CS 600.443: Security and Privacy in Computing
The syllabus is a loose outline of the topics we will cover in this class.
Some topics will spill over into other weeks, and some will be shorter. The
syllabus is tentative and subject to change.
Assignments will be done in groups of size 1 to 4. However, the expected level of output of each group
is the same, so if you work alone, you are still required to produce as much as a larger group.
Grades will be determined as follows:
- Assignments 1: 20%
- Assignment 2: 50%
- Final: 30%
Assignments are due at the beginning of class at 2:30 p.m.
on the stated due date. Late assignments will be penalized 5 percentage
points per weekday.
There is no collaboration allowed on exams. You must do only
your own work. There are no textbooks, notes, or computers allowed
during exams. Exams will be based on any material presented in
lecture and any material in the assigned readings.
Firewalls and Internet security (second edition), Addison Wesley, 2003.
By Bill Cheswick, Steve Bellovin, Avi Rubin
Paperback - 384 pages (June, 2001)
Addison-Wesley ISBN: 0-201-63466-X
Course Mailing List
All students must sign up for the class mailing list. Send mail
with "subscribe cs443"
in the message body. Then, to send mail to the class,
send it to cs443 at cs.jhu.edu.
Important announcements will be maid via the mailing list, and students
will be responsible for any information posted to the list.
I will hold my scheduled office hours at 326 NEB after class
on Thursdays, 3:45 a.m. to 5:00 p.m. When needed, I will have hours there on Fridays as well.
My primary office is at 416 Wyman Park, and we can meet there by appointment.
The TA for our class is Matt Green. Here is the TA page.
You can meet with the TA by appointment.
Reading: Chapters 4, 9, 10, 11
Introduction to the course
Lecture topic: Network security, firewalls, IPsec
Discussion of project
Lecture topic: Network security (cont)
Web security, authentication, SSL, Passport, SSH
Reading: Chapters 12, 15, Honeypots,
Lecture topic: Finish up network & web security
IDS, Tunneling and VPNs
Some time at the end of lecture to finish
Assignment #1 out
Lecture topic: Honeypots
Reading: Chapters 5, 6, Gen 2 Honeynet,
Lecture topic: Honeypots/honeynets (cont.)
Lecture topic: Viruses and worms
Reading: NSF voting paper (pdf),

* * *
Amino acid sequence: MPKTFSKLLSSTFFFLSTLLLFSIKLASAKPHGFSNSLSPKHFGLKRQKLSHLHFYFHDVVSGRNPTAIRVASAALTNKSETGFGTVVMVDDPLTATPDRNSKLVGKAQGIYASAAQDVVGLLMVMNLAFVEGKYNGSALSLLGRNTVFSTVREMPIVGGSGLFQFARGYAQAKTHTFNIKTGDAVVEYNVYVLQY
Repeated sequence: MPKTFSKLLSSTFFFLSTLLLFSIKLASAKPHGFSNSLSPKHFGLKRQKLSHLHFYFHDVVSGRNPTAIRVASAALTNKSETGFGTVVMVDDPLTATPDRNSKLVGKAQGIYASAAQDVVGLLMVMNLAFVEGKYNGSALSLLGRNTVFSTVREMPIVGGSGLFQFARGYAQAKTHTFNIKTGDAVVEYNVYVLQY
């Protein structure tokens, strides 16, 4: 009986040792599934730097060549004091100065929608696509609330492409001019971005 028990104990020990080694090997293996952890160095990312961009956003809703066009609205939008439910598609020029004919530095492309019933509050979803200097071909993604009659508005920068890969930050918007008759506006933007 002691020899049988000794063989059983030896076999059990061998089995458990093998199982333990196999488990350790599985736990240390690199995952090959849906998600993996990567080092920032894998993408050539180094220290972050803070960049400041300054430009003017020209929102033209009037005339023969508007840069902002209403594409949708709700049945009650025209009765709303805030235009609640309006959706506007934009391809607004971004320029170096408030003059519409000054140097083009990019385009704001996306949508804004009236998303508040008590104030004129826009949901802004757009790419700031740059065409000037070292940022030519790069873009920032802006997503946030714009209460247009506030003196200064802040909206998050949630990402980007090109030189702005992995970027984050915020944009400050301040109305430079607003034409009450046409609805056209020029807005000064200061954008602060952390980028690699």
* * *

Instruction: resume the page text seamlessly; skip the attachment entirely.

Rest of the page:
Diebold security analysis,
Caltech MIT report (pdf),
California report (pdf),
California report appendix (pdf),
CACM e-voting paper (pdf)
Lecture topic: Security Issues in Voting
Lecture topic: Voting continued (analysis of Diebold voting system, hack-a-vote), Caltech/MIT study
Assignment #1 in
Assignment #2 out, available here
Reading: WEP paper
Guest lecture: Adam Stubblefield on wireless security
Lecture topic: Alternative authentication technologies
Reading: Appendix A, Chapter 18
Lecture topic: Cryptography
Lecture topic: Crypto (cont.), key mgmt, PKI, escrow
Reading: Chaum's paper on receipt voting
Lecture topic: Crypto continued, Sensus voting system, Chaums receipt scheme
Guest Lecture: Ari Schwartz from Center for Democracy and Technology
Guest lecture by Randy Sabett
Assignment #2 deliverable due
Assignment #2 presentations
Assignment #2 presentations
No class due to Passover holiday
Lecture topic: Basic Privacy
Reading: ACM Chaum paper (pdf),
Crowds paper (pdf),
Umass paper (pdf)
Lecture topic: P3P
Lecture topic: Anonymous routing: Crowds
Reading: Publius paper (pdf)
Lecture topic: Censorship resistance: Publius, Freenet, Tangler
Guest Lecture by Gary McGraw: Exploiting Software
Final assignment in
Final Exam Review
Final exam: May 6, 1:00 PM - 4:00 PM
The content from last year has changed somewhat, but
last year's final as a sample of what my exams look like.
Computer Science Department Academic Integrity Code
The strength of the university depends on academic and personal
integrity. In your studies, you must be honest and truthful. Ethical
violations include cheating on exams, plagiarism, reuse of
assignments, improper use of the Internet and electronic devices,
unauthorized collaboration, alteration of graded assignments, forgery
and falsification, lying, facilitating academic dishonesty, and unfair
Academic honesty is required in all work you submit to be graded.
Except where the instructor specifies group work, you must solve all
homework and programming assignments without the help of others. For
example, you must not look at any other solutions (including program
code) to your homework problems or similar problems. However, you may
discuss assignment specifications with others to be sure you
understand what is required by the assignment.
*If* your instructor permits using fragments of source code from
outside sources, such as your textbook or on-line resources, you must
properly cite the source. Not citing it constitutes plagiarism.
Similarly, your group projects must list everyone who participated.
Falsifying program output or results is prohibited.
Your instructor is free to override parts of this policy for
particular assignments. To protect yourself: (1) Ask the instructor
if you are not sure what is permissible. (2) Seek help from the
instructor or TA, as you are always encouraged to do, rather than from
other students. (3) Cite any questionable sources of help you may
Students who cheat will suffer a serious course grade penalty in addition
to being reported to university officials. You must abide by JHU's Ethics
Code: Report any violations you witness to the instructor. You may consult
the associate dean of students and/or the chairman of the Ethics Board
beforehand. For more information, see the guide on Academic
Ethics for Undergraduates (http://www.advising.jhu.edu/ethics.html)
and the Ethics Board web site (http://ethics.jhu.edu).